Saudi Arabia, the United Arab Emirates and Bahrain have said they are withdrawing their ambassadors to Qatar because Doha had not implemented an agreement among Gulf Arab countries not to interfere in each others' internal affairs.
The three countries said the move was necessary "to protect their security and stability".
According to a report published by Saudi state media on Wednesday, the decision to withdraw diplomatic envoys was made because Qatar did not implement a security pact about non-interference in the internal affairs of the other states that make up the Gulf Cooperation Council [GCC].
A joint statement from the three countries claimed Qatar failed to commit "to the principles" of the GCC.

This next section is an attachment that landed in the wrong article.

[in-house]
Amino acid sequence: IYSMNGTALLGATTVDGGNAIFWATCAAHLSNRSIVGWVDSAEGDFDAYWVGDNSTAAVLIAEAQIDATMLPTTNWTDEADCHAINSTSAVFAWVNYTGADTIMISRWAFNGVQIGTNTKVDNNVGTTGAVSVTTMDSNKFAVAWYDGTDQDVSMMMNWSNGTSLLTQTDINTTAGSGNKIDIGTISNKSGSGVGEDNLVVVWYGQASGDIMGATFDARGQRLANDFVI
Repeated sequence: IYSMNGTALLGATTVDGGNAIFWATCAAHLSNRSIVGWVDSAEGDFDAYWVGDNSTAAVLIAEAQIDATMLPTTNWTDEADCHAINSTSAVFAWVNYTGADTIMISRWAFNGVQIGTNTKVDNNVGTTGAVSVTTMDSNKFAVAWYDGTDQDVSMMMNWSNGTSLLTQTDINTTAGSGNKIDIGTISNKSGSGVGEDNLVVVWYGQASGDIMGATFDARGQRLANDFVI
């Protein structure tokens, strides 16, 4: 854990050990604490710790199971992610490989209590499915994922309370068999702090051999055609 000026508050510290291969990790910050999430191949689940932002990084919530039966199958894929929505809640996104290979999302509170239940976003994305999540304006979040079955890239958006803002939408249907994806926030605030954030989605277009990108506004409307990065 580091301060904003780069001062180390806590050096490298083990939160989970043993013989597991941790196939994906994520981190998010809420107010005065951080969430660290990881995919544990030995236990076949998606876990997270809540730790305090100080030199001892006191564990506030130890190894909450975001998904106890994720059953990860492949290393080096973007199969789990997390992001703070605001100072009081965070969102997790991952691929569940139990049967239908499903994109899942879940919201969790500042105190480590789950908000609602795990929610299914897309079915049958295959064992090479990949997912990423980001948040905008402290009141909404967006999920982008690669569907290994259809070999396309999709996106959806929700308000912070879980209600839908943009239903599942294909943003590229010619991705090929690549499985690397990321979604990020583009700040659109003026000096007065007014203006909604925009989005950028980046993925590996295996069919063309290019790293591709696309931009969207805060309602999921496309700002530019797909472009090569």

A security agreement signed last year by the GCC focused on cooperation in the exchange of information and tracking down of criminals and those who broke the law.
The statement said GCC members had signed an agreement on November 23 not to back "anyone threatening the security and stability of the GCC whether as groups or individuals - via direct security work or through political influence, and not to support hostile media".
GCC foreign ministers had met in Riyadh on Tuesday to try to persuade Qatar to implement the agreement, it said.
"But unfortunately, these efforts did not result in Qatar's agreement to abide by these measures, which prompted the three countries to start what they saw as necessary, to protect their security and stability, by withdrawing their ambassadors from Qatar starting from today, March 5 2013," the statement said.
The move is thought to be unprecedented in the three-decade history of the GCC, a pro-Western alliance of Saudi Arabia, Bahrain, Kuwait, Qatar, UAE and Oman.
Shortly after the statement was released, Qatar's stock market took a dive, with the bourse dropping 3 percent.